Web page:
“The real estate industry has been through a churn over the past few years due to a slew of structural reforms like demonetisation, GST and RERA. This led to a reduction in investment risk perception coupled with the availability of matured assets resulting in a record Rs 57,300 crore worth of private equity investments seen in 2017 alone, and the exuberance continues in the current year,” said Shishir Baijal, CMD, Knight Frank India.
The series of reforms include implementation of the Real Estate (Regulation and Development) Act, 2016 (RERA), the Benami Transactions (Prohibition) Amendment Act, 2016, infrastructure status to affordable housing projects, demonetisation, interest subvention schemes, relaxation of norms to encourage Real Estate Investment Trust (REIT) listings and the Goods and Services Tax.
“The rising average deal size and institutional investors’ aggression for Indian properties particularly commercial assets is a function of matured and ready projects with established rentals and occupiers. Hence, global players are willing to write bigger cheques for stabilized assets with lower risks associated with it,” said CEO of an international private equity major.
The cumulative fund flow in the Indian real estate sector from 2011 to 2017 was recorded at $29 billion. Around two-third of this was invested over the past three years between 2015 and 2017. Even for the first half of 2018, the run rate is encouraging with around $4.9 billion being invested in the first six months of this year.
According to Baijal, although office market has continued to remain strong, a closer look indicates that the once overlooked segments of retail and warehouse have seen a renewed interest from global institutional investors.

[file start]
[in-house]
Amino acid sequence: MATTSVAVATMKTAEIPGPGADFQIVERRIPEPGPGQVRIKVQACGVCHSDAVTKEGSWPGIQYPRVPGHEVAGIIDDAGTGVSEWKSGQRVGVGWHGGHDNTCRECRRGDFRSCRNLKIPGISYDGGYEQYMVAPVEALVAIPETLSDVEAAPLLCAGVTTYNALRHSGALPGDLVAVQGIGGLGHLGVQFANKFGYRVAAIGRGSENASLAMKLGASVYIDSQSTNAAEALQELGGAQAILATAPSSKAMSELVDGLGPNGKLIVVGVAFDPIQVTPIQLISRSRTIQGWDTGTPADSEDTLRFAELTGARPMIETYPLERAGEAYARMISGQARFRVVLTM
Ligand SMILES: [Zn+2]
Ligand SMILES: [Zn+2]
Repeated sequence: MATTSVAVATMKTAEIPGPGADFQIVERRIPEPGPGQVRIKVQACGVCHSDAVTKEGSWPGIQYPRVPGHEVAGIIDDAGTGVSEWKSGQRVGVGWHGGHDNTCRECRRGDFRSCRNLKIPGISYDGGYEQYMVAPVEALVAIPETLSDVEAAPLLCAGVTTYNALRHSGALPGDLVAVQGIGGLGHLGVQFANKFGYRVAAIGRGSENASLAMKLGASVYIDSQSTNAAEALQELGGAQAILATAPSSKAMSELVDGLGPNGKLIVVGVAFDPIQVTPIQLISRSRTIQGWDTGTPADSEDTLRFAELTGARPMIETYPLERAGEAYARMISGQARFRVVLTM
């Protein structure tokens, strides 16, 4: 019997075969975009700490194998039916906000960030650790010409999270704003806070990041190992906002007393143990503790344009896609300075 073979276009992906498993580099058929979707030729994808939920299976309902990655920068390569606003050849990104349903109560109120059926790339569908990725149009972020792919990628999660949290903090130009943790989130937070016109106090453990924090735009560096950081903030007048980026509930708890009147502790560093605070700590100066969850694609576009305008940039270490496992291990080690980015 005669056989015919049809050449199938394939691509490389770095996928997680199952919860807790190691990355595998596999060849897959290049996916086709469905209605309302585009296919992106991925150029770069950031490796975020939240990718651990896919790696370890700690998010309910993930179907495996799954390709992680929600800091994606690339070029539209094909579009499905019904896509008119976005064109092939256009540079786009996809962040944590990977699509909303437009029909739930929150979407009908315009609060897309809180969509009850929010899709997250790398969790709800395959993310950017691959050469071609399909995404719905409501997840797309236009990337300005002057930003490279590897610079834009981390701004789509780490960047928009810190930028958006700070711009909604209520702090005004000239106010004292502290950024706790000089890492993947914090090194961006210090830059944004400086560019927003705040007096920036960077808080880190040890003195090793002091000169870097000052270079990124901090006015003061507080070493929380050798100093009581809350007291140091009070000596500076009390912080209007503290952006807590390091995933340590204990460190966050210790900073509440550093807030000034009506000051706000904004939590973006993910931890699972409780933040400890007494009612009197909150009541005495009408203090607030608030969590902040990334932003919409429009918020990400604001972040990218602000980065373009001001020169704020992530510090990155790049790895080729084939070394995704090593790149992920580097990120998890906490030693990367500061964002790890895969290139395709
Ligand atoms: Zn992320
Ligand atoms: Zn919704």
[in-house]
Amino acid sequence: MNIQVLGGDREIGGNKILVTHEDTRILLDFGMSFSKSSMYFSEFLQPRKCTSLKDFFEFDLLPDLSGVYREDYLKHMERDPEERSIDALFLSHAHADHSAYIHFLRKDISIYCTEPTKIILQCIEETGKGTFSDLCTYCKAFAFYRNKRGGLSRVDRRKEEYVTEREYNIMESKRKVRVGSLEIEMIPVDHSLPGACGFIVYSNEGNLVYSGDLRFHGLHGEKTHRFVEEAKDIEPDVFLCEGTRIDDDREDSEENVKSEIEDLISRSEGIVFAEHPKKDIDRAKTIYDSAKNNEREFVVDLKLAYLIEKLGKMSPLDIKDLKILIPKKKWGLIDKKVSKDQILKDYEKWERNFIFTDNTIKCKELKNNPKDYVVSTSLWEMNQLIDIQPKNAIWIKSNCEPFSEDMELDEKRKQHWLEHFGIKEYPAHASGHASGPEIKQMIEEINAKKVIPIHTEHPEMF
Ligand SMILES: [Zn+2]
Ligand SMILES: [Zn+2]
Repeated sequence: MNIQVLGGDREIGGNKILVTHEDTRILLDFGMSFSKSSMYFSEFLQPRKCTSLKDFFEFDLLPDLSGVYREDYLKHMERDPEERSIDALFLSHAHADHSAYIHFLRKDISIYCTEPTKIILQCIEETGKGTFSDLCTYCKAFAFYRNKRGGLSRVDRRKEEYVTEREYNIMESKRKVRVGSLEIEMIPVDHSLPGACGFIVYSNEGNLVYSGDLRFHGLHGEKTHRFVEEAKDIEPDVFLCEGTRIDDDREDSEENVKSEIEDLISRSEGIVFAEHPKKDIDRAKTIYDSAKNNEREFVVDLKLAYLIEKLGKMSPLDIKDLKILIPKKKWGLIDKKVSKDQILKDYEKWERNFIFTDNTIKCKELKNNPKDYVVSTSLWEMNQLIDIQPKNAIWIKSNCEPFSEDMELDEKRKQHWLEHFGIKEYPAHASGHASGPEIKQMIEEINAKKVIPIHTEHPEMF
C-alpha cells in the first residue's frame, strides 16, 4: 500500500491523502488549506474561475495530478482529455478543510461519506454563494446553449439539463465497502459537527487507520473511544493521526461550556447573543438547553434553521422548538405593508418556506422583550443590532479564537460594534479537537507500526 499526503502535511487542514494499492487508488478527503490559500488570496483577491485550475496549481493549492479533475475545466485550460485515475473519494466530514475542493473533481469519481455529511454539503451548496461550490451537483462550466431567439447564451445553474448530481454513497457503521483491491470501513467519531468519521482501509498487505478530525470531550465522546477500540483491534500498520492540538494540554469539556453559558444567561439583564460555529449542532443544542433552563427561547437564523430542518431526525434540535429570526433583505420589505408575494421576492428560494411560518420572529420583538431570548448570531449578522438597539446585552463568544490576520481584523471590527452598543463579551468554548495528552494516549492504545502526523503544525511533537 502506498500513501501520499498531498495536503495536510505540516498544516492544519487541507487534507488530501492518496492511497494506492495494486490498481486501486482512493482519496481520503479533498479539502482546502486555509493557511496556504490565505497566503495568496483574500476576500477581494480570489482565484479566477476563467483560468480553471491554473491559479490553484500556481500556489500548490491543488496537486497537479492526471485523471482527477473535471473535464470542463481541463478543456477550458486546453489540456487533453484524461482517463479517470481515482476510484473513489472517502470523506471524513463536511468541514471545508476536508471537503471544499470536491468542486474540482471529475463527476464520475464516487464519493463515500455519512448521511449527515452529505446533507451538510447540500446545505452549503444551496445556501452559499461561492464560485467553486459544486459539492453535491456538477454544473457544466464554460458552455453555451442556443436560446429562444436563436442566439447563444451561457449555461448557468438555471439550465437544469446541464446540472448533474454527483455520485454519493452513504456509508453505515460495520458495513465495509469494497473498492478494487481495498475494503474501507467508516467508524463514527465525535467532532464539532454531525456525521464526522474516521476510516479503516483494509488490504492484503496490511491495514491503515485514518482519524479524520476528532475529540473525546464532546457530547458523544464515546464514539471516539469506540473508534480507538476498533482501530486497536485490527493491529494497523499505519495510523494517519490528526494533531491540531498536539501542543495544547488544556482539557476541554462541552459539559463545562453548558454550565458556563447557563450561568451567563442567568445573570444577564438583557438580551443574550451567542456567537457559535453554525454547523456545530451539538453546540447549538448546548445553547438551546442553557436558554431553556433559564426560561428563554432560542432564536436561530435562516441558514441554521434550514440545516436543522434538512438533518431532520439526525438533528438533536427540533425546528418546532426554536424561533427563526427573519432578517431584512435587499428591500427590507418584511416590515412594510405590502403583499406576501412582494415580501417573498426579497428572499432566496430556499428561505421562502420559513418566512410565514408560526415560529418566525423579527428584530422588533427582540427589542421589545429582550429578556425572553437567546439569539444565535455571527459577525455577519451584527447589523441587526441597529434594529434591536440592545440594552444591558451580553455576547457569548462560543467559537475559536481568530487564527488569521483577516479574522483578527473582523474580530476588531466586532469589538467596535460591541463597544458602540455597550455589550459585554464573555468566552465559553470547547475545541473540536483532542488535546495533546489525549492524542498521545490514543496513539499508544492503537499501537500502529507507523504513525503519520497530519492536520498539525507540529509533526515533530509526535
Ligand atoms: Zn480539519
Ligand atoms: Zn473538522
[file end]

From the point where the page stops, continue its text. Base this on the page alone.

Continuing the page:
The year 2016 and 2017 witnessed several big-ticket transactions of large mature assets such as the $1 billion Hiranandani-Brookfield deal in 2016 and $1.4 billion DLF-GIC deal in 2017. In the first quarter of 2018, a similar big-ticket transaction was closed between Indiabulls Real Estate and Blackstone.
The average investment per deal increased by about 2.5 times from $40 million per deal in 2011 to $102 million per deal in 2017, and this has continued to rise in the first half of 2018.
While the interest level continues to grow, there are few challenges for supply of such investible assets, experts said. Several deals are facing challenges due to violation of construction norms in the assets as these investors do not want to get associated with non-complaint assets and deals meet a dead end. Also, the acceptance of green buildings internationally has been evident with occupiers as well as investors, but in India, there’s still some time before the change becomes pervasive. According to experts, developers should focus on constructing green buildings despite higher initial cost, as in the future, the occupiers as well as investors would scout for such assets.
Source: Economic Times